These fees have risen because of the way pension funds are managed nowadays, according to industry experts. Rather than investing for the long-term, they trade in shares more frequently.
Dr Woolley says: "The average pension fund now probably changes its holdings 100% each year - the average holding period for a share is simply down to one year. That involves a cost that amounts to somewhere between half and 1%, a brokerage cost.
They're exchanging with other pension funds the same shares for no collective advantage but at a cost that reduces the pension fund value by about 25% at the end of 25 years."
The payments into a pension plan are likely to incur a management fee from the pension company, an annual investment fund manager charge and numerous other deductions including establishment fees, dealing fees and brokers' bonuses.
Dr Woolley advocates limiting the churn of shares by pension funds to 30% a year, along with a ban on performance-related bonuses that currently reward bankers even when a pension fund loses money on its investments.
Among fees causing concern are so-called "rebates", where pension companies are receiving payments for investing in particular funds. While some companies pass the rebate, or kickbacks as some City insiders call them, back to the customer, many do not.
The fear is that these rebates mean our money may be left in poorly performing funds simply because they pay the pension companies the best rebates.
Maggie Craig, from the Association of British Insurers, denies the rebates are kickbacks and says they are completely above board.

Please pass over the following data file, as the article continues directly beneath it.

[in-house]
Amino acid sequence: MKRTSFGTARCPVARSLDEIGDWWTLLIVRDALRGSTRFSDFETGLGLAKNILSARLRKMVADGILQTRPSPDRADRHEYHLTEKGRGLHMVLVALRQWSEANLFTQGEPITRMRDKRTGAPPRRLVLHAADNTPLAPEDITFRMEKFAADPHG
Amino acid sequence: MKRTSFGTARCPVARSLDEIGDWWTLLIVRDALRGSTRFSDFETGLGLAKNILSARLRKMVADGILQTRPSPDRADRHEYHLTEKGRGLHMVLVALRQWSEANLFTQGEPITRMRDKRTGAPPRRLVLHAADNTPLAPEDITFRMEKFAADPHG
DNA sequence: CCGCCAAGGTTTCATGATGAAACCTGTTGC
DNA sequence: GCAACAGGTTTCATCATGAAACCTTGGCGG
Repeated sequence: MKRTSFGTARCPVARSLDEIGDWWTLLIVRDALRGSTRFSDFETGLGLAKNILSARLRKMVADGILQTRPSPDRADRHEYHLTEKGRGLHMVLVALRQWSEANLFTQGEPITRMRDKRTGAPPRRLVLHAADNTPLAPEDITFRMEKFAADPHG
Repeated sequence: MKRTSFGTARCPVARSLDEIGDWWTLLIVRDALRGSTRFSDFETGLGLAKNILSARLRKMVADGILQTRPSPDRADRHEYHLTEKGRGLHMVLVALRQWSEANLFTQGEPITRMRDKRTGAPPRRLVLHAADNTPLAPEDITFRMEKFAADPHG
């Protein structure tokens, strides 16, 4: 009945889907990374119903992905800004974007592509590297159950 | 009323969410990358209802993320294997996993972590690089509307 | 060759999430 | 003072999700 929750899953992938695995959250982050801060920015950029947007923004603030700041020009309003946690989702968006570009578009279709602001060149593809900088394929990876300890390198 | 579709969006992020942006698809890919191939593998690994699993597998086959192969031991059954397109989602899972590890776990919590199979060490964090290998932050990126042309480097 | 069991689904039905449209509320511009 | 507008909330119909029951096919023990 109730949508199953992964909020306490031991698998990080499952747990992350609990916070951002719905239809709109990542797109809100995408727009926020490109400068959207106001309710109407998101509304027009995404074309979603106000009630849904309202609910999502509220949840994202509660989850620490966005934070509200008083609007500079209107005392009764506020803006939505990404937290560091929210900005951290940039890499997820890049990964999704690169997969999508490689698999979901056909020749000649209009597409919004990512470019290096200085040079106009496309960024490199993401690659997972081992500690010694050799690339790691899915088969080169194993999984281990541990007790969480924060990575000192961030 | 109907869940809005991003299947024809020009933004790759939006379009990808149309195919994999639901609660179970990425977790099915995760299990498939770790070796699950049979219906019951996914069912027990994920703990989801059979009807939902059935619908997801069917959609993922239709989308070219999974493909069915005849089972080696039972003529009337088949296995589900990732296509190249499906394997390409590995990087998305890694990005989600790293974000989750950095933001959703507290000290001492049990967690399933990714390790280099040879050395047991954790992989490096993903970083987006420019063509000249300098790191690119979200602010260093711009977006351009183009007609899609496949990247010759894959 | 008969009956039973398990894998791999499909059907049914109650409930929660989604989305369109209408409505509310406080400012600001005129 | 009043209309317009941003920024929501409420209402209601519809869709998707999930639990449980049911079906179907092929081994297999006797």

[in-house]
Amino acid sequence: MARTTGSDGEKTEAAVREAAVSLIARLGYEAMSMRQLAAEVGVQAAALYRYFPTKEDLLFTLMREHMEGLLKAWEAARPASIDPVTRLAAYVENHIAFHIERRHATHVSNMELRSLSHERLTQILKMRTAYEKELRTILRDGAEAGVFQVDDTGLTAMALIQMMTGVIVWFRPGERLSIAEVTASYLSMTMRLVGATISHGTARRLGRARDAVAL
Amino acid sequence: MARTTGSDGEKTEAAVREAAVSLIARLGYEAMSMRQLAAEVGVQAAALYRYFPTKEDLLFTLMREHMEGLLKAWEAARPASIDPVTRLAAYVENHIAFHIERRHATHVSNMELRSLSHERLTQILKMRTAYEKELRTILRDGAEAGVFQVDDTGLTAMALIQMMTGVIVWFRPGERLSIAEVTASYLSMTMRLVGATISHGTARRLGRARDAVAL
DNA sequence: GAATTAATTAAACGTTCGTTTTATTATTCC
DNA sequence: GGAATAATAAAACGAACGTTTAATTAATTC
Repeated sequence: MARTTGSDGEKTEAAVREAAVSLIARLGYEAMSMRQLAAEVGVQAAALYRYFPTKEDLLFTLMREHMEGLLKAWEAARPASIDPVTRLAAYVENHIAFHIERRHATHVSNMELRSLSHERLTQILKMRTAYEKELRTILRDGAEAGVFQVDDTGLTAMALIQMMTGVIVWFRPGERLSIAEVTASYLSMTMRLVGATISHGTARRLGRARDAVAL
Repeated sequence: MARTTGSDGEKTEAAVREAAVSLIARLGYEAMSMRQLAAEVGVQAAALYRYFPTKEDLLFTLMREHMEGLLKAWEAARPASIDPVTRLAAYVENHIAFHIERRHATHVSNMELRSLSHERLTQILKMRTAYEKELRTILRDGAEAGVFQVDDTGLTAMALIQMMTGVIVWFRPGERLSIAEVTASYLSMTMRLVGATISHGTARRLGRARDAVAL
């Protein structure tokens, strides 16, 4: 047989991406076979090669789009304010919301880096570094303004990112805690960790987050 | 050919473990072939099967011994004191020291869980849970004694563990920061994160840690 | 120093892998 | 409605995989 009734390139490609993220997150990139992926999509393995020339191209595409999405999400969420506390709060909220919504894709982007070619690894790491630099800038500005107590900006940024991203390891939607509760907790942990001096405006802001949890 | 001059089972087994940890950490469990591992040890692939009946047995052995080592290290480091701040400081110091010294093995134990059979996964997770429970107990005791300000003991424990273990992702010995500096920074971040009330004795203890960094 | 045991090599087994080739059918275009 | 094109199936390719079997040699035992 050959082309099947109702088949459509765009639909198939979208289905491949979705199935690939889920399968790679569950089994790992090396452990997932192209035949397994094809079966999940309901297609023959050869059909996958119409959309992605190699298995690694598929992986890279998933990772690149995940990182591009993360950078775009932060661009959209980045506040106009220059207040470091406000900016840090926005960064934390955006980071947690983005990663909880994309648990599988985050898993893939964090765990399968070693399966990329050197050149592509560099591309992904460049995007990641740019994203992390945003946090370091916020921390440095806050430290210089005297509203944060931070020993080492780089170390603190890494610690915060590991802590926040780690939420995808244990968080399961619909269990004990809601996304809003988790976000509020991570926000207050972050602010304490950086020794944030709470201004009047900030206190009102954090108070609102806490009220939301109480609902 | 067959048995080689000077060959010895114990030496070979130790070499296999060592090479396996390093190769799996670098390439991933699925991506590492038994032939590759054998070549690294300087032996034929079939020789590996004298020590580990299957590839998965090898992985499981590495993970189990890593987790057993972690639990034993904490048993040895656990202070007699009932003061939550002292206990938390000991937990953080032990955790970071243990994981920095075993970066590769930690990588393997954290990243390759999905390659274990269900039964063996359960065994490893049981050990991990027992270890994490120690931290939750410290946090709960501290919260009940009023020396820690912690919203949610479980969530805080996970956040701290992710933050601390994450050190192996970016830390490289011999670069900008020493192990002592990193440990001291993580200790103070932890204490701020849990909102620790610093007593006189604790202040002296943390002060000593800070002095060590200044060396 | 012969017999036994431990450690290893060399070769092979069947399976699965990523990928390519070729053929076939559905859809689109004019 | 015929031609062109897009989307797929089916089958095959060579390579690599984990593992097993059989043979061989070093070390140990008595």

"A rebate is where a company providing pensions to customers goes and buys investment funds in bulk on the market. Because they can buy in bulk, they get what is effectively a rebate or a discount and that is then used to keep the customers' charges low".
She added: "The details of the rebate between the provider and the supplier are a commercial matter for them and that's not made public. It's a commercially sensitive transaction between the bulk provider of investment and the pension provider."
To secure a better low-cost deal in our retirement, some experts also say we need strength in numbers and a national pension system that signs us up automatically.
Current Government plans for auto-enrolment include the National Employment Savings Trust Scheme (NEST), due to launch in 2012. Employers will be required to automatically enrol employees into a workplace pension and make a minimum contribution. The employee and the government will make further contributions to the scheme.
They have low cost auto-enrolment schemes in Holland and experts say the Dutch benefit from their collective power compared to British pensioners.
David Pitt-Watson, founder of investment firm Hermes Management, tells Panorama: "If you take a typical British person and a typical Dutch person and they save exactly the same amount of money for their pension, on pretty conservative assumptions and being quite generous to Britain, the Dutch person ends up with 50% more than the British person."
The programme also meets people who had they invested in pension plans with lower charges could have had an extra 10 or 20% in their pension pot at retirement just by paying lower fees.
Who's Taken My Pension? Monday 4 October at 8.30pm on BBC One.